BusinessPeople In BusinessAccountants aren’t boring: breaking the stereotype

Accountants aren't boring: breaking the stereotype

Please don’t judge me, but I did happen to notice in what passes for national news these days, that Geri Halliwell doesn’t want her new daughter to grow up to be a dentist or an accountant

Why not a dentist? Apparently, because they have a disproportionately high
suicide rate. But why not an accountant? Geri didn’t say.

My guess is that Geri, like many people, has a stereotypical image of
accountants as grey, dull, introverted and boring. As a recruiter of accountants
– and of 11 years’ standing – I find this image frustrating.

It just isn’t true. Accountants, in general, are not boring people – or at
least, no more than some actors, pop stars, sky-divers and (sorry, Mr Shearer)
footballers. Just because finance people have worked with numbers, and, in a
work context, take a more cautious approach to risk assessment, does not mean
that they are boring outside of work.

Indeed, if you look at the role of finance and its influence on the
commercial aspects of business over the last few years, one thing becomes very
clear. Finance is growing in importance and influence, and that means that its
practitioners are doing the same. The more involved they have been in the front
line of the business, the more they have become commercially aware.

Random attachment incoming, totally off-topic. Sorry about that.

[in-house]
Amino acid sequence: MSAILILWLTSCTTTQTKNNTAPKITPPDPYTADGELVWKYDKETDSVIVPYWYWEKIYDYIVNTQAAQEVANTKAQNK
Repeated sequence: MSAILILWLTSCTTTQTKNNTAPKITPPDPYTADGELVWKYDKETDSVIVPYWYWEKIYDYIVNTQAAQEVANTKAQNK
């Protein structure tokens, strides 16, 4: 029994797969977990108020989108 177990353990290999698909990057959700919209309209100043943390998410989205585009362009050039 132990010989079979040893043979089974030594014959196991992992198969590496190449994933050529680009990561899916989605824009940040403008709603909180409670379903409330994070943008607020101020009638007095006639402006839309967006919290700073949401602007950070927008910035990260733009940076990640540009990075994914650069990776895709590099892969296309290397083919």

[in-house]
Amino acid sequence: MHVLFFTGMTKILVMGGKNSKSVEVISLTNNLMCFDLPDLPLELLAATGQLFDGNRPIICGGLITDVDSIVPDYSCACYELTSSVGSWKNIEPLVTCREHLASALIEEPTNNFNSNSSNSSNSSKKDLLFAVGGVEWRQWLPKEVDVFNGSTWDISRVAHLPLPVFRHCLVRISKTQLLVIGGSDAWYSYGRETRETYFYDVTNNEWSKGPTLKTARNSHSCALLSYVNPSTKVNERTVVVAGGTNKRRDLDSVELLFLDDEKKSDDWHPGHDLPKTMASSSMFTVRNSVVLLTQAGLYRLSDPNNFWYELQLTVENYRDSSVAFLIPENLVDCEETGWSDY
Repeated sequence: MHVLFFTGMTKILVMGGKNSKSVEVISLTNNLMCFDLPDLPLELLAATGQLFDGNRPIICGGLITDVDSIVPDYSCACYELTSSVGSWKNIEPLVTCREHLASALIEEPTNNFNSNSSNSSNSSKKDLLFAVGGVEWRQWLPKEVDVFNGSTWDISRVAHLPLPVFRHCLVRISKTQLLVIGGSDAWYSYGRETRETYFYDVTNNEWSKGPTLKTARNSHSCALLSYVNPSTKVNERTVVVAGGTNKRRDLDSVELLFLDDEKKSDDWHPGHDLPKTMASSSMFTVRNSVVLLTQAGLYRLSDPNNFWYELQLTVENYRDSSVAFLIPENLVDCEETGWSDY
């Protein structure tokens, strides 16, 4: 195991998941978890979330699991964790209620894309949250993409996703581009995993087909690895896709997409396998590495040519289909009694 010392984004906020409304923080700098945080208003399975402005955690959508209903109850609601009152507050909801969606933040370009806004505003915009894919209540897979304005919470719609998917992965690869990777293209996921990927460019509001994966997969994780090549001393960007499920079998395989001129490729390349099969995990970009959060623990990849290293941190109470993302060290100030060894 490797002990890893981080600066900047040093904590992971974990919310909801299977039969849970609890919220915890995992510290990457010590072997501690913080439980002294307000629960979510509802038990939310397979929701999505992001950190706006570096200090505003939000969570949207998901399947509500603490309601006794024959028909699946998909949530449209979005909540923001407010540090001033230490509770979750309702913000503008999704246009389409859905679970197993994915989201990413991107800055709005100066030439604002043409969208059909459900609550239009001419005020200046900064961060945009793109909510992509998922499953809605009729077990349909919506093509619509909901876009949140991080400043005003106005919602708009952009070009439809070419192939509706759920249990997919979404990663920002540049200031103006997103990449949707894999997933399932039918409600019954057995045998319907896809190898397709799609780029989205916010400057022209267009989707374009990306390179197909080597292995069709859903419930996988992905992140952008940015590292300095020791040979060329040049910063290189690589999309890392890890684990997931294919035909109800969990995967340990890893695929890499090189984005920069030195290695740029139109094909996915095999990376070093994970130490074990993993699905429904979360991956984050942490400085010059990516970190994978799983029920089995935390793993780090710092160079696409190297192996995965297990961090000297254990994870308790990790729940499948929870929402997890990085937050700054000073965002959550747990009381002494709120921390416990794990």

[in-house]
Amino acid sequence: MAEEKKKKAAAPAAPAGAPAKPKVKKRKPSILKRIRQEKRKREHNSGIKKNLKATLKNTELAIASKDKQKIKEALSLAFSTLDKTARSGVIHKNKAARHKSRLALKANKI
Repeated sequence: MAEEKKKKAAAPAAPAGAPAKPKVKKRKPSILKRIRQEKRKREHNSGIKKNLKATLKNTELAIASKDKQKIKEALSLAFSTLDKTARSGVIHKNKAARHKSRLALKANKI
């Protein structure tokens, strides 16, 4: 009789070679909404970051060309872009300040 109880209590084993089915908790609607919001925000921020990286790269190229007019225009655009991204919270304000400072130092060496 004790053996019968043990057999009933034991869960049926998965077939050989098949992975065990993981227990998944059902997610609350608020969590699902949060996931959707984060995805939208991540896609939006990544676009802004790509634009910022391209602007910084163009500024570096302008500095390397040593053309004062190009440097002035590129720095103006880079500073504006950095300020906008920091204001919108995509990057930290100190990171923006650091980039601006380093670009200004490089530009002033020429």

This has greatly broadened their outlook, their business acumen and,
coincidentally, their personality.

Nowadays, finance directors sit at the board table as true participants in
the business, and their opinion on the commercial and strategic aspects of
business performance is valued as highly as their technical skills ever were.

As a result, those people in the finance function underneath finance
directors are being pushed out into the businesses more and more, and so in
turn, their experience and commercial acumen is also developing. It’s not
unusual for newly qualified accountants to work in partnership with brand
managers, marketeers, and factory managers – and you can’t work with these sorts
of people and still be John Cleese’s version of an accountant –1950s –
Brylcreemed and wearing a beige plastic raincoat.

My wife had our first child six months ago. Unlike Geri Halliwell, we’re
unlikely to be featured across 11 pages in gossip magazines, but I have already
told my wife that unlike Geri, I would be delighted if our son grew up to be an
accountant. In fact, I may have already started the process, by ensuring that a
Plc FD is his godfather.

Mark Freebairn is a partner at Odgers Ray & Berndtson

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